Liverpool John Moores University Amplifies the Power of Module Evaluation Data with Blue
Liverpool John Moores University
The university needed a solution that can handle their complex module evaluations and easily generate reports that can be customised and shared at all levels.
"The beauty of Blue is that we can very easily set surveys up to run at any time. There is a lot of power in the system."
- Handles complex large scale evaluations for modules that are offered under more than one programme
- Offers question personalisation to programme leaders
- Tracks live response status across all modules during evaluation periods
- Breaks down results by student demographic information (age, gender, origin, programme, etc.)
At Liverpool John Moores University (LJMU), module evaluation is a key survey for quality assurance and enhancement. However, their evaluation process had a complexity that made it challenging for the institution to measure all aspects of the teaching and learning environment effectively.
“We survey every level and every module taken by students,” says Professor Clare Milsom, Director of Teaching and Learning Academy. “We have large modules which may have a number of different programmes and students take up to five modules a year which are all evaluated simultaneously.”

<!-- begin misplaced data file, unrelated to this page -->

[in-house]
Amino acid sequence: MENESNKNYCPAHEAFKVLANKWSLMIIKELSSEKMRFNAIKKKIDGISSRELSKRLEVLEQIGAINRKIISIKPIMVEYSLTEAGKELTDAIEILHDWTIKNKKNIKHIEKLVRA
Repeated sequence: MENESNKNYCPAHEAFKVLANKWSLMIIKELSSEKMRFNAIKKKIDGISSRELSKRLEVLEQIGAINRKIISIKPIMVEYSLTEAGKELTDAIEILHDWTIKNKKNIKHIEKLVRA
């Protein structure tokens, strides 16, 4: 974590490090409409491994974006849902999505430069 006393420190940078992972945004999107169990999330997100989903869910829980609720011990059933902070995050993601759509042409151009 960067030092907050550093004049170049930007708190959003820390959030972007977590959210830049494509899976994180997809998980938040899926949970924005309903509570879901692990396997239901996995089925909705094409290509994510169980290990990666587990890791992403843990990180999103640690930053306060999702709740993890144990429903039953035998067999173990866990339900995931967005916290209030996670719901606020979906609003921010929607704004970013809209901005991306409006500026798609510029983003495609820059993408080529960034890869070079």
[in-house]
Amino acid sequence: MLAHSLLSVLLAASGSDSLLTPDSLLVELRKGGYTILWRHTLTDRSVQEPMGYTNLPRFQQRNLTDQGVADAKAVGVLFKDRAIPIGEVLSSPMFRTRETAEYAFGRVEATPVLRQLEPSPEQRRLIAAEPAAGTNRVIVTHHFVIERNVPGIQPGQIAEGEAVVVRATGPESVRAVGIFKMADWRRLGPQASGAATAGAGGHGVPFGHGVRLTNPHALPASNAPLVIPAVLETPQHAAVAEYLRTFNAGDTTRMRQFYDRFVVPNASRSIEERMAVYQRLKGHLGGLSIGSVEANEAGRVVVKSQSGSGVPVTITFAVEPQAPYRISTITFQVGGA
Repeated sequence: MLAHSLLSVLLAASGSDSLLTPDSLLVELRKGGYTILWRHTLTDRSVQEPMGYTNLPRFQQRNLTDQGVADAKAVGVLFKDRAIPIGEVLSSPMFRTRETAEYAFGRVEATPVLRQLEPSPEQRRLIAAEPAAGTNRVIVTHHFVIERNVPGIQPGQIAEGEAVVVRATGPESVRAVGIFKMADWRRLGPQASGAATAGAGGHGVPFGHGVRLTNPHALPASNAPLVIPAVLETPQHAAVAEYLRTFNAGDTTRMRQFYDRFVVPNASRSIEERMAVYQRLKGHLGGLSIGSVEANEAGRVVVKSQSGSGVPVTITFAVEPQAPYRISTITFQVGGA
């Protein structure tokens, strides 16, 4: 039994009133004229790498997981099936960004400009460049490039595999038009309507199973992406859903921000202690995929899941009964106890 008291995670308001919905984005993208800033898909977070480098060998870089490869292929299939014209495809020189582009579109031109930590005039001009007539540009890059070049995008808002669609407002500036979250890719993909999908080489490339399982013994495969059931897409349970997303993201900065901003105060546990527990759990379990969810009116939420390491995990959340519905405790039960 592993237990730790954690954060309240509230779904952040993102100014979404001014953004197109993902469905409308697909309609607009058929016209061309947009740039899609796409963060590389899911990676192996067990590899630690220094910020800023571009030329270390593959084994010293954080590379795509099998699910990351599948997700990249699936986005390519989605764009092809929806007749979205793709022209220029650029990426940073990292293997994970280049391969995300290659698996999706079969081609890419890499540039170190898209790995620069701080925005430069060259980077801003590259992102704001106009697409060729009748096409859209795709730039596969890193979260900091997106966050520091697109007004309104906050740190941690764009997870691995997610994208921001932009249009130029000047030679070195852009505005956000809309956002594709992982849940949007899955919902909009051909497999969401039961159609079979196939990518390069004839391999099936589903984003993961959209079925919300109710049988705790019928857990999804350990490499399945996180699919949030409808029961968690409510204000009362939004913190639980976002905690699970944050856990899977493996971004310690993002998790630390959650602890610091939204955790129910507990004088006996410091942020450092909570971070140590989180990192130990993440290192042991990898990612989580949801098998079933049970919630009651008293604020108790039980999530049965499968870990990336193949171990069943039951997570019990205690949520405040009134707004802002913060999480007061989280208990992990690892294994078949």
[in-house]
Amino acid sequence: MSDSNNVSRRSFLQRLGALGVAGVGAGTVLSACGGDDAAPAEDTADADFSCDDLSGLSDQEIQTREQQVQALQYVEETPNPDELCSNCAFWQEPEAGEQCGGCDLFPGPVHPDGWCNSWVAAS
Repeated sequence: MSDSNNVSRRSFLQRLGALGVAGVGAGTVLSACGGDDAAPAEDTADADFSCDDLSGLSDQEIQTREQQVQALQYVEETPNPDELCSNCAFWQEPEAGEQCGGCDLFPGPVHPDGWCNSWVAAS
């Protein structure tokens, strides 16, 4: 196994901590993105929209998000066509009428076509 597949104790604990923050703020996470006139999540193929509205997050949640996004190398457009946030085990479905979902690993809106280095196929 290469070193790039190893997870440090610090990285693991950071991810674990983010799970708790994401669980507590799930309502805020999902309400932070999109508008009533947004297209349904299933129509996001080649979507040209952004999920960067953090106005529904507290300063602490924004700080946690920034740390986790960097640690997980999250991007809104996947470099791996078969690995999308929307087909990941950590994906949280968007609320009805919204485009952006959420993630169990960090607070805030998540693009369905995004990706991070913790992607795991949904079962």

For a long time leaders of multi-programme modules wanted to be able to see how students from different programmes responded to the module, as combined scores and comments made it difficult to address programme specific feedback.
Furthermore, modules with a non-standard delivery patterns (e.g. those that run over summer or with multiple starting times) were difficult to capture. “We also do not evaluate individual members of staff. We evaluate the delivery – the teaching and learning.”
With these and other criteria in mind, the university decided to pilot three solutions for their module evaluation process, amongst which Blue stood out prominently.
A MODULE EVALUATION SYSTEM THAT FITS
For over 10 years, LJMU was using a standardised online survey that was being outsourced to an external company. In 2014, with the help of the Pro-Vice Chancellor (Education) they decided to pilot Blue module evaluations.
“We met the Explorance team many years ago and were following the development of Blue because we were interested in the instrument”, says Dr. Elena Zaitseva, Academic Research and Development Officer. “We wanted to evaluate this pilot thoroughly and looked at student engagement, response rates, as well as how staff and module leaders engage with the instrument and with the results.”
During the pilot, the impact of Blue on the university’s module evaluation process was impressive.
“Response rates improved in semester one where we surveyed a limited number of modules. We saw a big jump from about 30% to over 50%,” she says.
Blue’s flexible and easy-to-use interface also resulted in greater engagement in the process by members of staff. “Reports were immediately available and members of staff were much more willing to share Blue reports with their students because of the quality and professional look.”